This video shows a test deployment of the LightSail 2's sails at California Polytechnic State University in January:

The Planetary Society's digital editor Jason Davis explains what happened in the video:

Unsurprisingly, [the] deployment tests revealed minor issues that engineers...have spent the past few weeks working to resolve. The deployment motor hesitated several times, not unlike the way it did during LightSail 1 testing. There was a glitch with the spacecraft’s onboard cameras, which capture staggered images during the sail deployment sequence. And additional refinements are still being applied to the spacecraft’s communications and attitude control systems.

A second round of system testing is planned at Cal Poly. This will pave the way for a full, day-in-the-life test as soon as March, when the spacecraft demonstrates its core mission functions one final time on the ground.

You can read the history of the LightSail here and learn more about the project in this video below:

YOU MIGHT ALSO LIKE

10 Mesmerizing Photos of Earth Taken From Space

25 Scientific Facts That Will Blow Your Mind

Scientists Explore Toxic Ice Caves to Learn About Potential Alien Life on Other Planets

Neil deGrasse Tyson Schools Rapper B.o.B. Who Believes the Earth Is Flat

Florida Wildlife Federation / NBC2News / YouTube

In a dramatic rescue captured on camera, a Florida man ran into a pond and pried open an alligator's mouth in order to rescue his beloved puppy, all without dropping his cigar.

Read More Show Less

EcoWatch Daily Newsletter

Imagesines / iStock / Getty Images Plus

Jean-Marc Neveu and Olivier Civil never expected to find themselves battling against disposable mask pollution.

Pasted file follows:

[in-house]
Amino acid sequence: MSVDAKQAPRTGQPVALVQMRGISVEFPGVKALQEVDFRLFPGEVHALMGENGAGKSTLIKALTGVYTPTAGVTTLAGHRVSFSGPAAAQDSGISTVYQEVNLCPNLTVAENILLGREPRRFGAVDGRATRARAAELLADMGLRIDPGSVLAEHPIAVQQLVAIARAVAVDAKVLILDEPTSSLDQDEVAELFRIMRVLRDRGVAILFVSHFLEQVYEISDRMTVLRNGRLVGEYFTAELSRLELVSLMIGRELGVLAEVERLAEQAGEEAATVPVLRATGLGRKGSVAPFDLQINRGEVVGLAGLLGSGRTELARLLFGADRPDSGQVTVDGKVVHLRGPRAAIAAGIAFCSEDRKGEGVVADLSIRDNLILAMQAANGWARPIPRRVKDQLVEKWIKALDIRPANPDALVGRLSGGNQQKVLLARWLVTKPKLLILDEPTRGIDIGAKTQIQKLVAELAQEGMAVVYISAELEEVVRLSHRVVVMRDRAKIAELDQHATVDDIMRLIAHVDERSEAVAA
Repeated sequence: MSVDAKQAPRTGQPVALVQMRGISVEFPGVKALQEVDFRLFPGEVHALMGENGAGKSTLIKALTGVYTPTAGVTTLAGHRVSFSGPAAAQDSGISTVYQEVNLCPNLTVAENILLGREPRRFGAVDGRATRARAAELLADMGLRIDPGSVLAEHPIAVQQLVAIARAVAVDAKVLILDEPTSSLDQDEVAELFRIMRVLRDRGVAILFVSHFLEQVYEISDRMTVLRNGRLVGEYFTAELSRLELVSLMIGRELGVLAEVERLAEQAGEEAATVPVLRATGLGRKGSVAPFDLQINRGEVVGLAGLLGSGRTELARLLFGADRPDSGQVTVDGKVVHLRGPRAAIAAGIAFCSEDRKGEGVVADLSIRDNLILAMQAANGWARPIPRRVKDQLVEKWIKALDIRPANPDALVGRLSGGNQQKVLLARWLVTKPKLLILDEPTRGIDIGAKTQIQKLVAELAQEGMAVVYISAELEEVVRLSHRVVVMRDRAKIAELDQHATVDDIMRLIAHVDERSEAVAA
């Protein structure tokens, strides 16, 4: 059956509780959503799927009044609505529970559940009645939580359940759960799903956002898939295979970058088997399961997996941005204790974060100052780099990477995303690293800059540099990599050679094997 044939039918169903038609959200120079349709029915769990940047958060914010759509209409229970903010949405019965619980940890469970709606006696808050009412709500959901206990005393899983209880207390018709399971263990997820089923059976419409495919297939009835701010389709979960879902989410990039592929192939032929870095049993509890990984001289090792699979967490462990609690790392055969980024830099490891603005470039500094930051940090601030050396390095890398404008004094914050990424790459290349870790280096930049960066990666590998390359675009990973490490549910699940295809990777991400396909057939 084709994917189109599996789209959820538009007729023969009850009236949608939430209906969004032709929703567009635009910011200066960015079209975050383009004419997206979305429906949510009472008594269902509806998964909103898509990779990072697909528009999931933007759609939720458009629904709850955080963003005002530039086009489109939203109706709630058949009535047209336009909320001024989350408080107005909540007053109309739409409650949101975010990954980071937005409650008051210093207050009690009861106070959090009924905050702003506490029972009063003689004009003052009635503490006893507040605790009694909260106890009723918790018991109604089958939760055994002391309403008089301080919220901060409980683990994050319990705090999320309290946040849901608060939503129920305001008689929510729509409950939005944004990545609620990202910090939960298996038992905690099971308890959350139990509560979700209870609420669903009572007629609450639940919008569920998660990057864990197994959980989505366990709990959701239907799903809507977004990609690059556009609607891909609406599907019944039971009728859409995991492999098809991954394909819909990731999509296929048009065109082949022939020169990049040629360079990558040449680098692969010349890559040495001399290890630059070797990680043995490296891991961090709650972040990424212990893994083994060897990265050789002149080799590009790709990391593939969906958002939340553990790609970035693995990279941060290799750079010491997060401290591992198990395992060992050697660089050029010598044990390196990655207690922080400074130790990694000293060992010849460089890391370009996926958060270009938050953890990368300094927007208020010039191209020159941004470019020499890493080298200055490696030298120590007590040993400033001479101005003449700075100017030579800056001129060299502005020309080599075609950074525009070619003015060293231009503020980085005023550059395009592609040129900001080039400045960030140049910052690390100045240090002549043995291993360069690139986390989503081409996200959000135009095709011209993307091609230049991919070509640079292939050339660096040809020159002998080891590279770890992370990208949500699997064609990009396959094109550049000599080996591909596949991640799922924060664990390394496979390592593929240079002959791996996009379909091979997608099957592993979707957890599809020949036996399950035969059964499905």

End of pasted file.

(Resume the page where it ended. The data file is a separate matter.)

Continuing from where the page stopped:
When they founded their recycling start-up Plaxtil in 2017, it was textile waste they set their sights on. The project developed a process that turned fabrics into a new recyclable material they describe as "ecological plastic."

Read More Show Less

Trending

Fossil fuel companies received $110 billion in direct and indirect financial assistance during the coronavirus pandemic, including up to $15.2 billion in direct federal relief. Andrew Hart /

By Bret Wilkins

In a year in which the United States has already suffered 16 climate-driven extreme weather events causing more than $1 billion in economic damages, and as millions of American workers face loss of essential unemployment benefits due to congressional inaction, a report published Monday reveals the Trump administration has given fossil fuel companies as much as $15.2 billion in direct relief — and tens of billions more indirectly — through federal COVID-19 recovery programs since March.

Read More Show Less
Flint corn is an example of pre-contact food. Elenathewise / Getty Images

By Ashia Aubourg

As Thanksgiving approaches, some Indigenous organizations and activists caution against perpetuating further injustices towards Native communities. Indigenous activist Mariah Gladstone, for example, encourages eaters to celebrate the harvest time in ways that do not involve stereotypes and pilgrim stories.

Read More Show Less

By Alex Middleton

Losing weight and reducing fat is a hard battle to fight. Thankfully, there are fat burner supplements that help you gain your target body and goal. However, how would you know which supplement is right for you?

Read More Show Less